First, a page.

…The movement to escape the one-drop rule, the rule that examines blood lines as far back as five generations or more, if that is what the multiracial movement is all about, is not, as far as I know, a movement that began in the black community. A major proponent is a white woman, Susan Graham, founder of “Project RACE,” which is the acronym for Reclassify All Children Equally.  What Susan Graham demands is that the children of parents who come from different races be acknowledged as the product of both groups. In other words, this white mother of a child or children whose father is a black man demands that the public, the discourse, the political  instrumentalities, the private institutions, acknowledge the status of her child as white as well as black…

…The demand for multiracial identity for the children of interracial marriage, however, may be explained in terms of a desire for status as long as we live in a society in which there is still a clear racial hierarchy. The demand that multiracial children be recognized as partly white did not come from blacks.  Nor is it surprising that Susan Graham, a major advocate for the multiracial category on the United States Census found an ally in Newt Gingrich, who opined that such a category might “‘be an important step toward transcending racial division.’” The enthusiasm for such alternative classifications leads skeptics to believe that this system of reclassification and the rhetoric of transcendence will make it easy to ignore the reality and the structure of racism.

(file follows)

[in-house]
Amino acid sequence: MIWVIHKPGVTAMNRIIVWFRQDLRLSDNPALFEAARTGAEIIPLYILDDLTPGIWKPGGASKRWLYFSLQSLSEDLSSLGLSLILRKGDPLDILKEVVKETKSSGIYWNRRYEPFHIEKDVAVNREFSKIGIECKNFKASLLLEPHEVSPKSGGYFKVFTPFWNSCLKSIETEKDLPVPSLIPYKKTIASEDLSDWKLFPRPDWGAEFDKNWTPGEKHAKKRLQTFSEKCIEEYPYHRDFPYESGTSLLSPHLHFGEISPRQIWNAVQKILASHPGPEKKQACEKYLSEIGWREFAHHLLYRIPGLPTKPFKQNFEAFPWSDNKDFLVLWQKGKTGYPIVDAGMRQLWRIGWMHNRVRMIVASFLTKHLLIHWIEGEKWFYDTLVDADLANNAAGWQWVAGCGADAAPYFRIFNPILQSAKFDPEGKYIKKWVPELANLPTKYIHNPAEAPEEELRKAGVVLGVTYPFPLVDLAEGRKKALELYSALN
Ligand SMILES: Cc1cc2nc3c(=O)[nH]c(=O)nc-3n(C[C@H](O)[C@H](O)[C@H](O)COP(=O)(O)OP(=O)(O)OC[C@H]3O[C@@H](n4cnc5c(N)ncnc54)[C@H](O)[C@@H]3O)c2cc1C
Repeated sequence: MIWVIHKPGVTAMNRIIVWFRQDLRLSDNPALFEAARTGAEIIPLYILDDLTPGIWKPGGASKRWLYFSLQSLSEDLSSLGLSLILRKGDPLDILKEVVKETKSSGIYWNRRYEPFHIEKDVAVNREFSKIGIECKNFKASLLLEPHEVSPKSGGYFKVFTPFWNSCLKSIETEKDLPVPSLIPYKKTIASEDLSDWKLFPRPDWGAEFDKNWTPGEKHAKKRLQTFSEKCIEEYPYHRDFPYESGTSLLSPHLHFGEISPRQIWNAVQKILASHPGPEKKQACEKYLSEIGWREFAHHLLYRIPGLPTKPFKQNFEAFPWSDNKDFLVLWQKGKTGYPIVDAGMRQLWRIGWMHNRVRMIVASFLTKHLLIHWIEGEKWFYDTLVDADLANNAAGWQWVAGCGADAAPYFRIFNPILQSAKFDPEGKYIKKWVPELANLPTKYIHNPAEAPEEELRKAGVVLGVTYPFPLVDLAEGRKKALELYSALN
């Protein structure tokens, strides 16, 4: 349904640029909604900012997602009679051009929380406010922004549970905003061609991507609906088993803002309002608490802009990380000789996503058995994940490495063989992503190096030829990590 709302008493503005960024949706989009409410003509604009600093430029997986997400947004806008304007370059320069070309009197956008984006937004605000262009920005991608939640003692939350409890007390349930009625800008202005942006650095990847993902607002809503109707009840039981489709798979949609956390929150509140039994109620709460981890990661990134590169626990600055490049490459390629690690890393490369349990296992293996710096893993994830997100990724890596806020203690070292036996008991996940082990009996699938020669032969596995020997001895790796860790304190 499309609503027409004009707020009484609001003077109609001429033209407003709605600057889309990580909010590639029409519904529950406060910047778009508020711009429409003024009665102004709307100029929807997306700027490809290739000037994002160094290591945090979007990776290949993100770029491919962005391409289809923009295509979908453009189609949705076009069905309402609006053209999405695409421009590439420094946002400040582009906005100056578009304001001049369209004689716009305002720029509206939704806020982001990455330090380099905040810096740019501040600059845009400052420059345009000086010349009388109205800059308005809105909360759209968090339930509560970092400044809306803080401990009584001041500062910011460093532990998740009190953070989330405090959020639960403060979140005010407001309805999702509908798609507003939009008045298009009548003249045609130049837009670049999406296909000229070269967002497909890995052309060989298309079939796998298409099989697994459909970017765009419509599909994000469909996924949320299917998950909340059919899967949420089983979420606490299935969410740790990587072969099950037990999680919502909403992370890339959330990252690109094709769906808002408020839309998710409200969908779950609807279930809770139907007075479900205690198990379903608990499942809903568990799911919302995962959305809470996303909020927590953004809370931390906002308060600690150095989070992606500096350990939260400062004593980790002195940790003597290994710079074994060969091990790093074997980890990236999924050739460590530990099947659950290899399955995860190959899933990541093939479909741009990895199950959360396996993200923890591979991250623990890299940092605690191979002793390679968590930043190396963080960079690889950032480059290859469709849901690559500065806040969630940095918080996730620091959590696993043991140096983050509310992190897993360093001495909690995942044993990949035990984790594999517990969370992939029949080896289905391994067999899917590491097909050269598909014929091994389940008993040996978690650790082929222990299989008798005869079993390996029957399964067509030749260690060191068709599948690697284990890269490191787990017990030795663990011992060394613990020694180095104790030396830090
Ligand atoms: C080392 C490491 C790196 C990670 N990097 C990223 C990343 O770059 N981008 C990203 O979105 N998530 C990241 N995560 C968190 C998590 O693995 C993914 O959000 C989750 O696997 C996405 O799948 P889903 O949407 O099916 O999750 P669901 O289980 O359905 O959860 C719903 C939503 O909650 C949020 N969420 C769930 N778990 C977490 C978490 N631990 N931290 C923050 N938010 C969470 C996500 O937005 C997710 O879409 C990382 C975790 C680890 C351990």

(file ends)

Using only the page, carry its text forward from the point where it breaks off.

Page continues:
It may be that the promotion of a multiracial identity provides some white parents with the assurance that they have not been rejected by their own children. Their children are part of them and, therefore, partly white. People who cross racial lines to marry do not leave behind all of their attitudes towards race; their internalized assumptions about racial characteristics and racial hierarchy can be a source of misunderstanding, a vulnerability that at the very worst can injure or divide family members…